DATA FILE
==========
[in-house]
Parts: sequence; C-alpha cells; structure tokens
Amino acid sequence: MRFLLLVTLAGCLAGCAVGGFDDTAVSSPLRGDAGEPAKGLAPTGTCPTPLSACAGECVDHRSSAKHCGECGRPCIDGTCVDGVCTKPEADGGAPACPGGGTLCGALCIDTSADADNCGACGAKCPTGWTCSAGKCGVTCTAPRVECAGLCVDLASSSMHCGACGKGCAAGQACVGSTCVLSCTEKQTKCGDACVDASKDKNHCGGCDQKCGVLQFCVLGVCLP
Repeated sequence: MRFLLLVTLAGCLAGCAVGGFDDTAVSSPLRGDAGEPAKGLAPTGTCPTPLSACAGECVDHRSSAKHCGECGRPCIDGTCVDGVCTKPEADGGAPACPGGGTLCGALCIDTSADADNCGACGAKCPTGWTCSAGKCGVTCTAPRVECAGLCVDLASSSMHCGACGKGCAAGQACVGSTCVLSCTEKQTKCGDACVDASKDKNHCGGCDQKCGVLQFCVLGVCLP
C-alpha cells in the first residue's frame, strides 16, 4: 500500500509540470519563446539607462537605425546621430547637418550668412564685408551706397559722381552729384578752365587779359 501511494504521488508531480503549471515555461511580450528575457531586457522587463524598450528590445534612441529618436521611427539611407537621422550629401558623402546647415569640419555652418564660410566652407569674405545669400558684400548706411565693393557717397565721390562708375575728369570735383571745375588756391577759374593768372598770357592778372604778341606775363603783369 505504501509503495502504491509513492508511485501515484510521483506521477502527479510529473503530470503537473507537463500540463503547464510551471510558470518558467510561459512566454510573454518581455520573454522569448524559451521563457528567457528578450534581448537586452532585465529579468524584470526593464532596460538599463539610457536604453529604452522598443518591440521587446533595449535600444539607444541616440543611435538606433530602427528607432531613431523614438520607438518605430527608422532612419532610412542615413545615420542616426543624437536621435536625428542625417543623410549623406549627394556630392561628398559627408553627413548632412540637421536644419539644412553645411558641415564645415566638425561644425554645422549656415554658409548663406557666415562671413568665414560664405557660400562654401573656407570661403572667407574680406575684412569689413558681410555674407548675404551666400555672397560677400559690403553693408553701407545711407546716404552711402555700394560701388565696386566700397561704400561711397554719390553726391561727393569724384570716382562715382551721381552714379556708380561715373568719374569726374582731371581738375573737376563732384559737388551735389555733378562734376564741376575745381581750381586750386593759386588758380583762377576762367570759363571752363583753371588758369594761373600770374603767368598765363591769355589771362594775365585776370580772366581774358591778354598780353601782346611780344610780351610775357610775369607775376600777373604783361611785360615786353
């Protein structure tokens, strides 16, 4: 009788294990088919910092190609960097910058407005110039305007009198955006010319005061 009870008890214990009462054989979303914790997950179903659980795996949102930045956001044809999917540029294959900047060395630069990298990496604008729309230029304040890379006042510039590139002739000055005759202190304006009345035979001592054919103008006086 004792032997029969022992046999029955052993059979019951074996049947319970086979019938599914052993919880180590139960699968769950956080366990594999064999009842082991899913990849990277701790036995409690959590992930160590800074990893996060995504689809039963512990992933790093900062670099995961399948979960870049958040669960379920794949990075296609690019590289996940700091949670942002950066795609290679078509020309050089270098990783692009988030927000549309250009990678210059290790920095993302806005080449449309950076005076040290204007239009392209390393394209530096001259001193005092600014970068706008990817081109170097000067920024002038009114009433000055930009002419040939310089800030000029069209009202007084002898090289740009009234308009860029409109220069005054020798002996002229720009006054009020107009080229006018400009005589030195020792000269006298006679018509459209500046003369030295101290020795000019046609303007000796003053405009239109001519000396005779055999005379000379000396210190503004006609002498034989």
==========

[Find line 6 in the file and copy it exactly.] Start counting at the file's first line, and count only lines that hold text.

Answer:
């Protein structure tokens, strides 16, 4: 009788294990088919910092190609960097910058407005110039305007009198955006010319005061 009870008890214990009462054989979303914790997950179903659980795996949102930045956001044809999917540029294959900047060395630069990298990496604008729309230029304040890379006042510039590139002739000055005759202190304006009345035979001592054919103008006086 004792032997029969022992046999029955052993059979019951074996049947319970086979019938599914052993919880180590139960699968769950956080366990594999064999009842082991899913990849990277701790036995409690959590992930160590800074990893996060995504689809039963512990992933790093900062670099995961399948979960870049958040669960379920794949990075296609690019590289996940700091949670942002950066795609290679078509020309050089270098990783692009988030927000549309250009990678210059290790920095993302806005080449449309950076005076040290204007239009392209390393394209530096001259001193005092600014970068706008990817081109170097000067920024002038009114009433000055930009002419040939310089800030000029069209009202007084002898090289740009009234308009860029409109220069005054020798002996002229720009006054009020107009080229006018400009005589030195020792000269006298006679018509459209500046003369030295101290020795000019046609303007000796003053405009239109001519000396005779055999005379000379000396210190503004006609002498034989």